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Benefits of Kale
51. Other Health Related Benefits
Kale has a definite role to play in support of the bodys detoxification processes. The isothiocyanates (ITCs) made from kales glucosinolates have been shown to help regulate detox activities in our cells. Most toxins that pose a risk to our body must be detoxified by our cells using a two step process. The two steps in the process are called Phase I detoxification and Phase II detoxification. The ITCs made from kales glucosinolates have been shown to favorably modify both detox steps (Phase I and Phase II). In addition, the unusually large numbers of sulfur compounds in kale have been shown to help support aspects of Phase II detoxification that require the presence of sulfur. By supporting both aspects of our cellular detox process (Phase I and Phase II), nutrients in kale can give our body an edge up in dealing with toxic exposure, whether from our environment or from our food.
52. How to Select
Look for kale with firm, deeply colored leaves and moist hardy stems. Kale should be displayed in a cool environment since warm temperatures will cause it to wilt and will negatively affect its flavor. The leaves should look fresh, be unwilted, and be free from signs of browning, yellowing, and small holes. Choose kale with smaller sized leaves since these will be more tender and have a more mild flavor than those with larger leaves. Kale is available throughout the year, although it is more widely available, and at its peak, from the middle of winter through the beginning of spring.
53. To store
place kale in a plastic storage bag removing as much of the air from the bag as possible. Store in the refrigerator where it will keep for 5 days. The longer it is stored, the more bitter its flavor becomes. Do not wash kale before storing because exposure to water encourages spoilage.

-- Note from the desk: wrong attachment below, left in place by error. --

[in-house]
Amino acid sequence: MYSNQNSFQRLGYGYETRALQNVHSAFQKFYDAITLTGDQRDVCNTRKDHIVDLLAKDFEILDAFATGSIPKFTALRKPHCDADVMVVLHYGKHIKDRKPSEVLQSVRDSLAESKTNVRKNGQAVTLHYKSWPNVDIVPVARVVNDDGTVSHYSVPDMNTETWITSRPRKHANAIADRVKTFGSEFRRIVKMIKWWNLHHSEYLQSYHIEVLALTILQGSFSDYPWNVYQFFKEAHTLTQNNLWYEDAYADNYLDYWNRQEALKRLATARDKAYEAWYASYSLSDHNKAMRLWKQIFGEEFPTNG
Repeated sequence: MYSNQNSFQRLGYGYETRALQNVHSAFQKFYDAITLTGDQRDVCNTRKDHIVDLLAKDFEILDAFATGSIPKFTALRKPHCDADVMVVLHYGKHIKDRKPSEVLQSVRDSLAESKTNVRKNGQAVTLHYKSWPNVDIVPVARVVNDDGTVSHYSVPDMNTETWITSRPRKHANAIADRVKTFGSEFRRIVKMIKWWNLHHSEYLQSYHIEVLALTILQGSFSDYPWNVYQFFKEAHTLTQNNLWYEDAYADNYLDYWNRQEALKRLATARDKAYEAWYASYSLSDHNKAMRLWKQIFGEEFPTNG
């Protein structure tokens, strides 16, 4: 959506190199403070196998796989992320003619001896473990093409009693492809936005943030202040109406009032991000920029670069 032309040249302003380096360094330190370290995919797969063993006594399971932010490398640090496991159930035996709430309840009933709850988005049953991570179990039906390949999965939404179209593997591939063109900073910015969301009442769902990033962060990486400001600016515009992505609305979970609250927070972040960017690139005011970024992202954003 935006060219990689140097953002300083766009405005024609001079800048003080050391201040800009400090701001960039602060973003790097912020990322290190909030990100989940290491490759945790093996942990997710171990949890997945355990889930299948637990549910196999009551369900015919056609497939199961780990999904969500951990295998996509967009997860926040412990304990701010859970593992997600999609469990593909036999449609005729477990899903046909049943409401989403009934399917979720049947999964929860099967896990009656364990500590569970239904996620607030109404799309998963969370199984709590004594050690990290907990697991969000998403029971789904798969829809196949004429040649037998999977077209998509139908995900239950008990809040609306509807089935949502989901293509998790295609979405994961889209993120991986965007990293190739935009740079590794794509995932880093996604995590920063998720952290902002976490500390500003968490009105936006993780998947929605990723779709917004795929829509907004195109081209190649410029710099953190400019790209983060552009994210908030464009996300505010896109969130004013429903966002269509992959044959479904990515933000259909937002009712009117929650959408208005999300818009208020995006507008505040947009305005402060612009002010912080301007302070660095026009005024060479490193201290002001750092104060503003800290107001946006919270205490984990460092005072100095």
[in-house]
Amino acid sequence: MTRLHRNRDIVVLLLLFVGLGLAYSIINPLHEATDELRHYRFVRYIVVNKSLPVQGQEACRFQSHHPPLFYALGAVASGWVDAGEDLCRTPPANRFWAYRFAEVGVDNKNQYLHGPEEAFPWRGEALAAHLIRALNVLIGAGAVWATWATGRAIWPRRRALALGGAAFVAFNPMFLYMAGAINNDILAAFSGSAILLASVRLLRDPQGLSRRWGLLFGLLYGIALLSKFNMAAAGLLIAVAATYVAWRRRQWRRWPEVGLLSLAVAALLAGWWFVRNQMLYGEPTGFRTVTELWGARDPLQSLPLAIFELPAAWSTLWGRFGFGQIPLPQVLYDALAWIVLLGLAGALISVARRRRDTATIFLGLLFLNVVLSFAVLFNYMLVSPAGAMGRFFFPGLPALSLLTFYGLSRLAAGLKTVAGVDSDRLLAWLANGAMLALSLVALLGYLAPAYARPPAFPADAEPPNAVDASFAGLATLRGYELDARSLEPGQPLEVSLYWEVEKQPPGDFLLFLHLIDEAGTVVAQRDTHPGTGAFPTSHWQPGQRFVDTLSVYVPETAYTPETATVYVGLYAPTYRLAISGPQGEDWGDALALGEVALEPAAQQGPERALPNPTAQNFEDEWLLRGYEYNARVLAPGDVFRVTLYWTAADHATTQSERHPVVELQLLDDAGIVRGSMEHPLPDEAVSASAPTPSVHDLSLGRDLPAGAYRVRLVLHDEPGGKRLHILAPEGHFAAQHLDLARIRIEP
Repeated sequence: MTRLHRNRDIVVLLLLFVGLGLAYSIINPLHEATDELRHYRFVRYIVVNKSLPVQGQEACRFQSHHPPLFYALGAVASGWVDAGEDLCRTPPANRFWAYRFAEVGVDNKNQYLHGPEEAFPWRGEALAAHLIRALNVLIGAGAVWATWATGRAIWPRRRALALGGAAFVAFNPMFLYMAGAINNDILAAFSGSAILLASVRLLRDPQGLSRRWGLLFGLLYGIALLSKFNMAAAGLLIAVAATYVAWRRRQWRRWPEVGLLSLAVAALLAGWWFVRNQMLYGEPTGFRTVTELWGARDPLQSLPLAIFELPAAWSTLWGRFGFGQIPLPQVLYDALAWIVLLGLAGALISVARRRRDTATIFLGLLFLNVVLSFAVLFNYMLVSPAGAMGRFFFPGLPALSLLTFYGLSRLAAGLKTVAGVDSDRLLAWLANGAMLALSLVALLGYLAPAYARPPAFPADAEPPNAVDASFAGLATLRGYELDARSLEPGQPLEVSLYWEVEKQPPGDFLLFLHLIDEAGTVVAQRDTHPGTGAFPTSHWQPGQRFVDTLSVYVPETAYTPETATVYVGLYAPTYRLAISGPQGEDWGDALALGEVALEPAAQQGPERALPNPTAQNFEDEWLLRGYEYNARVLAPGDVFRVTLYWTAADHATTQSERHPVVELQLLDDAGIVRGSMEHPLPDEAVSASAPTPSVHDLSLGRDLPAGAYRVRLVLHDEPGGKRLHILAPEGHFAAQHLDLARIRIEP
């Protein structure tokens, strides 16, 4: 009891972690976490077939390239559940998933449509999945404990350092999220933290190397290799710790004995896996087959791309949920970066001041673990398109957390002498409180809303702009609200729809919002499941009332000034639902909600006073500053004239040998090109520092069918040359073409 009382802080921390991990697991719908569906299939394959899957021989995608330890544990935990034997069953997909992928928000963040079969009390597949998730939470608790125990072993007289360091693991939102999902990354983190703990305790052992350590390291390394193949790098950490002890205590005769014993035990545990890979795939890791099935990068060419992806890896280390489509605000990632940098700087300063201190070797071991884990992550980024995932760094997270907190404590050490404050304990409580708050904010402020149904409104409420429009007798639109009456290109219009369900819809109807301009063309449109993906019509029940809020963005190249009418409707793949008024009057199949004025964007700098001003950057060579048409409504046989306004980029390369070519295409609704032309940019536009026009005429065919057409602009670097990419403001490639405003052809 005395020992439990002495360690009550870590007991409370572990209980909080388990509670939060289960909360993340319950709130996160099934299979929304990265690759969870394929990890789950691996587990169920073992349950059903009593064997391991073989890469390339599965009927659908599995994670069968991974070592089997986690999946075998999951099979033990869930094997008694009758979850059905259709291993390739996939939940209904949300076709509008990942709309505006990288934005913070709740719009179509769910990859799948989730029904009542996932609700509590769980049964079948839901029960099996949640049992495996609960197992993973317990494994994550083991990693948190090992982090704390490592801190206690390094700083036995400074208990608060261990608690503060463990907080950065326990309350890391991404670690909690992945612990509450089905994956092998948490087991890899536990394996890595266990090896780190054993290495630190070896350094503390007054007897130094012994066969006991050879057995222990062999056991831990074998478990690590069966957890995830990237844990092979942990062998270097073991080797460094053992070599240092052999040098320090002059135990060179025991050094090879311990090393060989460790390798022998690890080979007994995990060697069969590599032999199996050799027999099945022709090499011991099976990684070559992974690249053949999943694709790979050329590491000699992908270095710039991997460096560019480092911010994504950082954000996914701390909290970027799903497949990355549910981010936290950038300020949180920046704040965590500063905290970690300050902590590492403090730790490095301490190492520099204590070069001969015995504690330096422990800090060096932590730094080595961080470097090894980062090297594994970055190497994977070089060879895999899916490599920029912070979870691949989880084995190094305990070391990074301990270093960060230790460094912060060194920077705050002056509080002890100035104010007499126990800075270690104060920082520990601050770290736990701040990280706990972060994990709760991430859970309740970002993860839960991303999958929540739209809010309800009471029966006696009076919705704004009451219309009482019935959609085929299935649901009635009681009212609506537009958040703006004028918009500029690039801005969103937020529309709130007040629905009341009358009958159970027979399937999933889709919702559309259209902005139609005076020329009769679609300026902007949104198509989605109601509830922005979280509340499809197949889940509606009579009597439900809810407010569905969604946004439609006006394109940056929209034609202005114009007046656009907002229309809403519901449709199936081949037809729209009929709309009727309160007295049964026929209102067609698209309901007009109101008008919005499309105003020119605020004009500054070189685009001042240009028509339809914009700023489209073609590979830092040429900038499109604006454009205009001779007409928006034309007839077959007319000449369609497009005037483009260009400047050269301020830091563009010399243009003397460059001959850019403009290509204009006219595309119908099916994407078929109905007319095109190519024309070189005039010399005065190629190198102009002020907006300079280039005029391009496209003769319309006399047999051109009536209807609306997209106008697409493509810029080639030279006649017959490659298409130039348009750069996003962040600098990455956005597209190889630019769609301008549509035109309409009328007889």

54. Tips for Preparing Kale
Rinse kale leaves under cold running water. Chop leaf portion into 1/2 slices and the stems into 1/4 lengths for quick and even cooking. To get the most health benefits from kale, let sit for a minimum of 5 minutes before cooking. Sprinkling with lemon juice before letting them sit can further enhance its beneficial phytonutrient concentration.
55. The Healthiest Way of Cooking Kale
We recommend Healthy Steaming kale for maximum nutrition and flavor. Fill the bottom of a steamer pot with 2 inches of water. While waiting for the water to come to a rapid boil chop greens. Steam for 5 minutes and toss with our Mediterranean Dressingand top with your favorite optional ingredients. For details see 5 Minute Kale.
56. Kale and Oxalates
Kale is among a small number of foods that contain measurable amounts of oxalates, naturally occurring substances found in plants, animals, and human beings. When oxalates become too concentrated in body fluids, they can crystallize and cause health problems. For this reason, individuals with already existing and untreated kidney or gallbladder problems may want to avoid eating kale. Laboratory studies have shown that oxalates may also interfere with absorption of calcium from the body.
57. Kale and Pesticide Residues